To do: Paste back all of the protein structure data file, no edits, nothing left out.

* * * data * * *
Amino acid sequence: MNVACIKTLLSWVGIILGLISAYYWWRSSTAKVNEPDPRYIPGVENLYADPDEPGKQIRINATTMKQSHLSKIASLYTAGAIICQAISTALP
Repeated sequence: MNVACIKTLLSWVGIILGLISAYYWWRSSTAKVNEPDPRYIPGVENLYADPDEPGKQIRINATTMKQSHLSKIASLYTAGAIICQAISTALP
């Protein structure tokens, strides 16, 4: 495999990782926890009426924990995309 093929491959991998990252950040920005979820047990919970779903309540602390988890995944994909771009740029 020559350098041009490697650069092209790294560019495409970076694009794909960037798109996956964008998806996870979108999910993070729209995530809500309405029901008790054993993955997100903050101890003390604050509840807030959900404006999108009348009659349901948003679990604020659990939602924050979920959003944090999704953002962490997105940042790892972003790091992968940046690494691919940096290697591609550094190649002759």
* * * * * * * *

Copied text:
Amino acid sequence: MNVACIKTLLSWVGIILGLISAYYWWRSSTAKVNEPDPRYIPGVENLYADPDEPGKQIRINATTMKQSHLSKIASLYTAGAIICQAISTALP
Repeated sequence: MNVACIKTLLSWVGIILGLISAYYWWRSSTAKVNEPDPRYIPGVENLYADPDEPGKQIRINATTMKQSHLSKIASLYTAGAIICQAISTALP
């Protein structure tokens, strides 16, 4: 495999990782926890009426924990995309 093929491959991998990252950040920005979820047990919970779903309540602390988890995944994909771009740029 020559350098041009490697650069092209790294560019495409970076694009794909960037798109996956964008998806996870979108999910993070729209995530809500309405029901008790054993993955997100903050101890003390604050509840807030959900404006999108009348009659349901948003679990604020659990939602924050979920959003944090999704953002962490997105940042790892972003790091992968940046690494691919940096290697591609550094190649002759």